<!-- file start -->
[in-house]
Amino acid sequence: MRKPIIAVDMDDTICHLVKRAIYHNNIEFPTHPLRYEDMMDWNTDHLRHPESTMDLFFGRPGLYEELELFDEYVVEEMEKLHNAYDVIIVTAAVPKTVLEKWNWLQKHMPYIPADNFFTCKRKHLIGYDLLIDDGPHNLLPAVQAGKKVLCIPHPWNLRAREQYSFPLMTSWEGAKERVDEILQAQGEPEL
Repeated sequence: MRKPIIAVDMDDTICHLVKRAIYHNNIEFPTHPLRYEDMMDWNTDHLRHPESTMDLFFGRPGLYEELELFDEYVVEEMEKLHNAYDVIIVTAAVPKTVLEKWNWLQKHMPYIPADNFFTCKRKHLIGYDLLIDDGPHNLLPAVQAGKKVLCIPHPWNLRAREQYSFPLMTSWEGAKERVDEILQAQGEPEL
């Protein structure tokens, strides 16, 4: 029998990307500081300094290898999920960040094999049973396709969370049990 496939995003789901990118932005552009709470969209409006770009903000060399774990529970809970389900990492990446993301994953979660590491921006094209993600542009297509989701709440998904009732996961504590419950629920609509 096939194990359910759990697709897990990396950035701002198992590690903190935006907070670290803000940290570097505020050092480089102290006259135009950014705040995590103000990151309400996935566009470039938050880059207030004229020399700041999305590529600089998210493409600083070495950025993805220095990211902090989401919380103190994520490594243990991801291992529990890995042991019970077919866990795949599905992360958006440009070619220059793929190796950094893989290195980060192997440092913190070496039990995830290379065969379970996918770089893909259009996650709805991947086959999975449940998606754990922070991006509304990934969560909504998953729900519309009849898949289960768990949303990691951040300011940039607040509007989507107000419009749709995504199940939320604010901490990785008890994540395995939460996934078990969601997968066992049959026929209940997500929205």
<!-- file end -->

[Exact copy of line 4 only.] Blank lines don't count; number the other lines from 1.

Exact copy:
């Protein structure tokens, strides 16, 4: 029998990307500081300094290898999920960040094999049973396709969370049990 496939995003789901990118932005552009709470969209409006770009903000060399774990529970809970389900990492990446993301994953979660590491921006094209993600542009297509989701709440998904009732996961504590419950629920609509 096939194990359910759990697709897990990396950035701002198992590690903190935006907070670290803000940290570097505020050092480089102290006259135009950014705040995590103000990151309400996935566009470039938050880059207030004229020399700041999305590529600089998210493409600083070495950025993805220095990211902090989401919380103190994520490594243990991801291992529990890995042991019970077919866990795949599905992360958006440009070619220059793929190796950094893989290195980060192997440092913190070496039990995830290379065969379970996918770089893909259009996650709805991947086959999975449940998606754990922070991006509304990934969560909504998953729900519309009849898949289960768990949303990691951040300011940039607040509007989507107000419009749709995504199940939320604010901490990785008890994540395995939460996934078990969601997968066992049959026929209940997500929205």